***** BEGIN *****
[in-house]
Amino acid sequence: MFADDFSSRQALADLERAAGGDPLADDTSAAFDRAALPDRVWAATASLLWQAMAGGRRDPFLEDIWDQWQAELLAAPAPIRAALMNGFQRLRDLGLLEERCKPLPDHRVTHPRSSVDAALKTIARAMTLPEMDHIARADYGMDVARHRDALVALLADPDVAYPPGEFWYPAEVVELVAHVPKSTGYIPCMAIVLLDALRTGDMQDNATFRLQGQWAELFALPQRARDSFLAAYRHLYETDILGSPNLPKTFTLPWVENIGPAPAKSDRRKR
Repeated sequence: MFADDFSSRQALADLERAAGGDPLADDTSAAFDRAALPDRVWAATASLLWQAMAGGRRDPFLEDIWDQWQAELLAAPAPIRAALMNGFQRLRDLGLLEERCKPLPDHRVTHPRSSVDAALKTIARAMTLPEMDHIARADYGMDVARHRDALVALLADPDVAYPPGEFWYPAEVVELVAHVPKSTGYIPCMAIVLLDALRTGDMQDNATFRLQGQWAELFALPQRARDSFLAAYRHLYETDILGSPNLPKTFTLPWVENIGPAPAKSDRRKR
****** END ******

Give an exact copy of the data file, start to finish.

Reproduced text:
[in-house]
Amino acid sequence: MFADDFSSRQALADLERAAGGDPLADDTSAAFDRAALPDRVWAATASLLWQAMAGGRRDPFLEDIWDQWQAELLAAPAPIRAALMNGFQRLRDLGLLEERCKPLPDHRVTHPRSSVDAALKTIARAMTLPEMDHIARADYGMDVARHRDALVALLADPDVAYPPGEFWYPAEVVELVAHVPKSTGYIPCMAIVLLDALRTGDMQDNATFRLQGQWAELFALPQRARDSFLAAYRHLYETDILGSPNLPKTFTLPWVENIGPAPAKSDRRKR
Repeated sequence: MFADDFSSRQALADLERAAGGDPLADDTSAAFDRAALPDRVWAATASLLWQAMAGGRRDPFLEDIWDQWQAELLAAPAPIRAALMNGFQRLRDLGLLEERCKPLPDHRVTHPRSSVDAALKTIARAMTLPEMDHIARADYGMDVARHRDALVALLADPDVAYPPGEFWYPAEVVELVAHVPKSTGYIPCMAIVLLDALRTGDMQDNATFRLQGQWAELFALPQRARDSFLAAYRHLYETDILGSPNLPKTFTLPWVENIGPAPAKSDRRKR